This playoff run though, James has been great, culminating in a 33 point performance in Boston, where he went 5-for-7 in three pointers and hit Miami’s two big three’s to put them ahead. He scored the final 10 points against Boston and hit them with everything he had down the stretch. It was the first time I can remember LeBron taking over in a must-win game, and that scares me as a Bulls fan.
But can James maintain his hot shooting? In this series, he’ll have Luol Deng guarding him, someone who is as familiar with anyone in the league outside of Paul Pierce (and remember Deng is seven years younger, two inches taller, and much quicker than Pierce). Deng’s length and speed can slow James down, and the Bulls’ renowned team defense will likely clog the lane, forcing James to shoot jumpers.
Will Rose Reach the 42-Club?
The 42-Club was the subject of a column written by Bill Simmons in 2006 about how we needed to frame Dirk Nowitzki’s stellar 2006 playoff run. The premise is simple: add together the averages for points, rebounds, and assists for the playoffs (at least 13 games) and if the total is above 42, then that player is in the running for The Pantheon of playoff performances. The only names on that list: Michael Jordan (6x), Shaquille O’Neal (4x), Larry Bird (4x), Moses Malone (2x) Magic Johnson (2x), Karl Malone (2x), Hakeem Olajuwon (2x), Tim Duncan (2x), Kareem Abdul-Jabbar, Charles Barkley, Kobe Bryant, Allen Iverson, Kevin Garnett, LeBron James, and Dirk Nowitzki.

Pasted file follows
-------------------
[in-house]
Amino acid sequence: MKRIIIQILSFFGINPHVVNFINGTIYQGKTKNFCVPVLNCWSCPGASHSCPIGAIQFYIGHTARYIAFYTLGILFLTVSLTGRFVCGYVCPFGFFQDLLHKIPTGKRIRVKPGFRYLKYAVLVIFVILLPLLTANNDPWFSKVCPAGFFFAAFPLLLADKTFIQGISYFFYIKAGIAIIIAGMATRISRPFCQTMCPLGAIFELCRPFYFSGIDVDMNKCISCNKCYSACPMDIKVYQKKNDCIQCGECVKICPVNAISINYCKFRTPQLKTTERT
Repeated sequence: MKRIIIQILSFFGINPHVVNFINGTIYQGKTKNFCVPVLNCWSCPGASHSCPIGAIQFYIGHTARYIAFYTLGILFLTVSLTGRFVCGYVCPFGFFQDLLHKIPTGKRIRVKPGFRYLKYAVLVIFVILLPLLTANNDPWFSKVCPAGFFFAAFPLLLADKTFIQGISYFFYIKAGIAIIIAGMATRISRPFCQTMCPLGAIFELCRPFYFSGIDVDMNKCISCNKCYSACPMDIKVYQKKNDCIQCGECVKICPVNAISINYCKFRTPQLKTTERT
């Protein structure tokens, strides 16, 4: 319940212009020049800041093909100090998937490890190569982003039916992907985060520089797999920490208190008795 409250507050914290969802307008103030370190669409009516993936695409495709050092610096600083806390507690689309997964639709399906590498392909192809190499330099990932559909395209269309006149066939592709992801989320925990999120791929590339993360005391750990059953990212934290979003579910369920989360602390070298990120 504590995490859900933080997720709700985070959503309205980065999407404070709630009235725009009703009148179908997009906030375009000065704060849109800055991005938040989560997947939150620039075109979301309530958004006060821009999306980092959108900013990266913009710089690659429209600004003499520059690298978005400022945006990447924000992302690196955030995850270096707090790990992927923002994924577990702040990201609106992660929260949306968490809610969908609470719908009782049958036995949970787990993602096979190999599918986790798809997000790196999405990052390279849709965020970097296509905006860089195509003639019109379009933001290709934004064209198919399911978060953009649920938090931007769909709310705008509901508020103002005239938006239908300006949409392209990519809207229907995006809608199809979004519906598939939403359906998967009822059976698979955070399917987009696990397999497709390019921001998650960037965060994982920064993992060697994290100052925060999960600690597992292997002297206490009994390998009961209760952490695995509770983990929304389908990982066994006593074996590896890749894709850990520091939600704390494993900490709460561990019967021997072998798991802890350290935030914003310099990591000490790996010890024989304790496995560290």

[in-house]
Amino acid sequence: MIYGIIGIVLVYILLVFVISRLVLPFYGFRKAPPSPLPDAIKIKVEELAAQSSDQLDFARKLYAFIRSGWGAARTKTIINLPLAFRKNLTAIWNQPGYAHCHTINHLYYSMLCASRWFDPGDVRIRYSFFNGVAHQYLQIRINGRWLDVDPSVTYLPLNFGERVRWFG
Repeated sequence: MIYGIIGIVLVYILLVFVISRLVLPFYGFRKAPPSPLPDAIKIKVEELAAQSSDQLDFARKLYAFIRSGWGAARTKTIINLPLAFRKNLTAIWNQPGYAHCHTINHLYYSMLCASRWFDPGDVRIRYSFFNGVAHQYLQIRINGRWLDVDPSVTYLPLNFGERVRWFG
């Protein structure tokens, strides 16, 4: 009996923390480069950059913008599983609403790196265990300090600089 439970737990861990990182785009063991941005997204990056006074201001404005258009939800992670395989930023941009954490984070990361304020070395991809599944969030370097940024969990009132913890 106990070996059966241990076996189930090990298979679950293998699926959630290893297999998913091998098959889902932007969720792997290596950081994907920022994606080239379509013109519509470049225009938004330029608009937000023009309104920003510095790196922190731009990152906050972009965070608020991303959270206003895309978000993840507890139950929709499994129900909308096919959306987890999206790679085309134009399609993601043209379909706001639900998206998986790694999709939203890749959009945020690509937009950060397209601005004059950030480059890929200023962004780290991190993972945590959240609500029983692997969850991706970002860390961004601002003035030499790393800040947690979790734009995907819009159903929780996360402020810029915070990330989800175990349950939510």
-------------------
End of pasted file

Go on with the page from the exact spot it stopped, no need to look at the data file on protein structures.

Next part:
Heading into the series through 11 games, Rose (only 22, mind you) is averaging 41.4.
Clearly, he’s Chicago’s most important piece to victory. If he has games like Game 3 in first-round series against Indiana, where he shot 4-18 but ended up with 23 points, he’s not leading the Bulls to many victories. However, if we’re seeing games like Game 4 in the Atlanta series, where he scores 44 points on 27 shots, then the Bulls begin looking like they could be favorites in a series against the league’s best two players.
Who are the X-Factors?
So who is going to win this series?
Going into the season, I was higher than most on the Bulls, even predicting they’d be the second-best team in the Eastern Conference (proof!). The problem? I thought the Heat would be the best.
And the Heat might be the best. They’ve got the two best players in the league, one in Wade who already has a championship being The Man on a team with another Hall of Famer (Shaq in ‘06), and the other who has scores to settle all across the map (Is he clutch? Can he deliver? Is he all hype?).
As the previously mentioned Simmons put it, this series can be boiled down to the fundamentals of constructing a team. Is it better to get a couple stars (three, if you include Chris Bosh) and just find a bunch of guys to fill in the rest of the minutes, or is it better to find a team where everyone buys into a system, has a guy that can shoot the big shots, and role players who buy into the system by performing their specific roles?
Assuming the questions above are answered with 1) Bibby/Chalmers are guarding Rose, 2) the Bulls can slow down (note: not stop) Wade, 3) James’ shooting cools down a bit, and 4) the Bulls come ahead on two out of the three X-Factors, then I say the Bulls win in six.
Assuming not all of those answers are on point, this is a well matched enough series to where I can say I’m looking forward to every game, and in my opinion all seven games will be down to the wire. And I’m looking for the Bulls to come away with the win in Chicago in Game 7.